The Knave of Hearts, the Mad Hatter, the Queen, the White Rabbit . No, it’s not the Millennium Dome planning committee but …
Alice’s Adventures in Wonderland
Lewis Carroll’s real name?
Charles Lutwidge Dodgson. Displaying his love of word-play, Dodgson translated his first two names into Latin as Carolus Ludovicus, then reversed them and re-anglicized into Lewis Carroll.
Alice Liddell, one of the young daughters of the Dean of Christ Church college, Oxford, whom Dodgson had befriended. With his own illustrations, he presented the handbound manuscript, entitled ‘Alice’s Adventures Under Ground’, to Alice after first recounting the story to her and her sisters on a picnic boat trip in 1864. The inscription read: ‘A Christmas Gift to a Dear Child in Memory of a Summer Day’.
With encouragement from his contemporary, the writer George Macdonald, Dodgson then expanded the tale and commissioned John Tenniel, the Punch magazine cartoonist, to reillustrate it. Dodgson then sent it to the Macmillan publishing firm, having re-named it Alice’s Adventures in Wonderland.
Claim to fame?
Alice has never gone out of print and has been translated into almost every spoken language, third only to Shakespeare and the Bible. It is one of the best known children’s books in the world.
Alice follows a White Rabbit into a rabbit hole, tumbles down into the depths of the earth, and lands in a long dark passageway. As the Rabbit races on ahead, Alice’s attempt to go through the tiny door into the beautiful garden beyond, fails, as she has grown extra large from drinking all the liquid in a bottle marked DRINK ME. ln a pool of her own tears, Alice finds herself swimming ashore. Still in pursuit of the White Rabbit, Alice encounters all sorts of fantastic creatures and characters along the way, including the Caterpillar, the Duchess, the Cheshire Cat, the Mad Hatter and the March Hare, and many others. On her way through the woods she is led strangely back into the long hall, where, after nibbling on her special mushroom, she is able to shrink to the right size to go through the tiny door into the rose garden. Here, packs of cards are busily painting white roses red, and the Queen challenges Alice to a perilous game of croquet. The White Rabbit appears and calls upon Alice as witness in the trial of the Knave of Hearts (who stands accused of stealing the Queen’s tarts). Alice, gradually returning to her normal size, boldly dismisses them all as nothing but a pack of cards whereupon she finds herself lying beneath the trees with her sister telling her it is time to wake up …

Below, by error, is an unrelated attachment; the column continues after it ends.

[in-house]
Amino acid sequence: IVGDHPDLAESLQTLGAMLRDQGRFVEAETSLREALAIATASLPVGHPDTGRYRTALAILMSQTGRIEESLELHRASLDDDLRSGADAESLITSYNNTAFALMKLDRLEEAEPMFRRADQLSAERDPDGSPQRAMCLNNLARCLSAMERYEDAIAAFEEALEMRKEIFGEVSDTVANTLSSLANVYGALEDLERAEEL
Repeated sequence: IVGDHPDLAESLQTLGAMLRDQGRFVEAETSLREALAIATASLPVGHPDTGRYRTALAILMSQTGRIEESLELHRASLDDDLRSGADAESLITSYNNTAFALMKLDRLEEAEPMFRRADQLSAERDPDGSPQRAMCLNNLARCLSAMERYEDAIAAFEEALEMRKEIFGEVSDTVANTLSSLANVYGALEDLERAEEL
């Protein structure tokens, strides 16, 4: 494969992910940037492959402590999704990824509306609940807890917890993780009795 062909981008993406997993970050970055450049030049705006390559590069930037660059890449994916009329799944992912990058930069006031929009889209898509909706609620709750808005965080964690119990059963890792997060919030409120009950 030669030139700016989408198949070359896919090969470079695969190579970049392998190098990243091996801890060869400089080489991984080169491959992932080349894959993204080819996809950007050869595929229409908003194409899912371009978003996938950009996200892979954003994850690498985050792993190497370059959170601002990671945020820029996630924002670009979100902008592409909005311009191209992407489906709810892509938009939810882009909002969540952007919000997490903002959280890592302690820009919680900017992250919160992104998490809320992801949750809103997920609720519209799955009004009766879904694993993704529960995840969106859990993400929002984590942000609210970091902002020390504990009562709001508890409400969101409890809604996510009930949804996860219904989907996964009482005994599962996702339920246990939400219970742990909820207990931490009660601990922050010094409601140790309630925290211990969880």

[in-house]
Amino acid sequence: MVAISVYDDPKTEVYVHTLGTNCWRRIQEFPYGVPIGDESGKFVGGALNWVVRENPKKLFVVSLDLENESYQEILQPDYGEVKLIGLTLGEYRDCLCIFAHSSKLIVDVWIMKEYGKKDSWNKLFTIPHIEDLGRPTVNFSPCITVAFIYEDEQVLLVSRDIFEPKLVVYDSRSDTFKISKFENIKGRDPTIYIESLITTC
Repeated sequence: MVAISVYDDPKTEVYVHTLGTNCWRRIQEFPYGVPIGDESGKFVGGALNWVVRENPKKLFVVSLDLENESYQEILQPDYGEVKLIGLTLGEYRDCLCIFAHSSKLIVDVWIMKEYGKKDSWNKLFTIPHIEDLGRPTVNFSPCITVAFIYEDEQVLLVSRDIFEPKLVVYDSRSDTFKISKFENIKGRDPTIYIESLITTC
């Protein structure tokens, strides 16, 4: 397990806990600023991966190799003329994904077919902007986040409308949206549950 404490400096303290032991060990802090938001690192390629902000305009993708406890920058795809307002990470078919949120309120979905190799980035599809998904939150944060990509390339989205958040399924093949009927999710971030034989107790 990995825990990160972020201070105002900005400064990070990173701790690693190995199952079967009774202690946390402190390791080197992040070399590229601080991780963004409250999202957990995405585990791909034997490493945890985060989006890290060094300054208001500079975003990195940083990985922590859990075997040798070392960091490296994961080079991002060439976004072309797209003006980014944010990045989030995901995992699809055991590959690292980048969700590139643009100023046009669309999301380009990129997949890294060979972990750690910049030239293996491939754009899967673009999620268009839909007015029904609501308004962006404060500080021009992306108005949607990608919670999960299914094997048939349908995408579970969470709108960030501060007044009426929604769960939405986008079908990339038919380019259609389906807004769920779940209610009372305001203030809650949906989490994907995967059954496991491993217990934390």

‘Curiouser and curiouser’
‘Off with her head!’
‘You should learn not to make personal remarks … it’s very rude.’
Most yummy description:
The bottle of liquid DRINK ME – ‘a mixed flavour of cherry-tart, custard, pineapple, roast turkey, toffee and hot buttered toast.’
About the author:
Born in 1832, Charles Lutwidge Dodgson was the oldest boy in a family of eleven – seven girls and four boys. He grew up in a remote rectory in the small Cheshire village of Daresbury where his father, a former Fellow and Mathematics Tutor of Christ Church college, Oxford, also took in paying pupils to supplement his meagre income after being ordained as a parish priest. His mother was an energetic woman, who ran the household and educated her own children when they were small. Even as a young boy, Dodgson was always full of ideas and invention and loved to entertain his younger siblings with family magazines which display his love of parody, word games and puzzles. In 1846 he was sent to Rugby where, despite being bullied for lack of sports ability and a speech impediment, he worked hard and gained a place at Christ Church. Whilst still an under-graduate he was awarded a Studentship – allowing him life-long residence at the college, provided he took Holy Orders and never married. He stayed on, becoming a tutor in Mathematics in 1855, and although he took Orders, he never went into the Priesthood.